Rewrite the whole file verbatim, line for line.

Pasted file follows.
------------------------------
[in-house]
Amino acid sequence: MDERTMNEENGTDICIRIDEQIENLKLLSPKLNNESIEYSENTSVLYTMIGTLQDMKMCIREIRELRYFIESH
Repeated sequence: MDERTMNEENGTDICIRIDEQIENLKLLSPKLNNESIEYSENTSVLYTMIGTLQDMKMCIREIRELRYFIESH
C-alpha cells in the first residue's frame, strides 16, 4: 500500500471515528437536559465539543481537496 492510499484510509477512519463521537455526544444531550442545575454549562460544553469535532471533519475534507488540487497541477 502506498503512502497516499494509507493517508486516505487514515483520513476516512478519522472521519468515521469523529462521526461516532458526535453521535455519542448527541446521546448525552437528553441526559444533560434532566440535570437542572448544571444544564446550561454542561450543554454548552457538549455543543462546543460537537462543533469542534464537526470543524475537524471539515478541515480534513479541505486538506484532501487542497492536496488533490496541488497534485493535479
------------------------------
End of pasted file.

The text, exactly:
[in-house]
Amino acid sequence: MDERTMNEENGTDICIRIDEQIENLKLLSPKLNNESIEYSENTSVLYTMIGTLQDMKMCIREIRELRYFIESH
Repeated sequence: MDERTMNEENGTDICIRIDEQIENLKLLSPKLNNESIEYSENTSVLYTMIGTLQDMKMCIREIRELRYFIESH
C-alpha cells in the first residue's frame, strides 16, 4: 500500500471515528437536559465539543481537496 492510499484510509477512519463521537455526544444531550442545575454549562460544553469535532471533519475534507488540487497541477 502506498503512502497516499494509507493517508486516505487514515483520513476516512478519522472521519468515521469523529462521526461516532458526535453521535455519542448527541446521546448525552437528553441526559444533560434532566440535570437542572448544571444544564446550561454542561450543554454548552457538549455543543462546543460537537462543533469542534464537526470543524475537524471539515478541515480534513479541505486538506484532501487542497492536496488533490496541488497534485493535479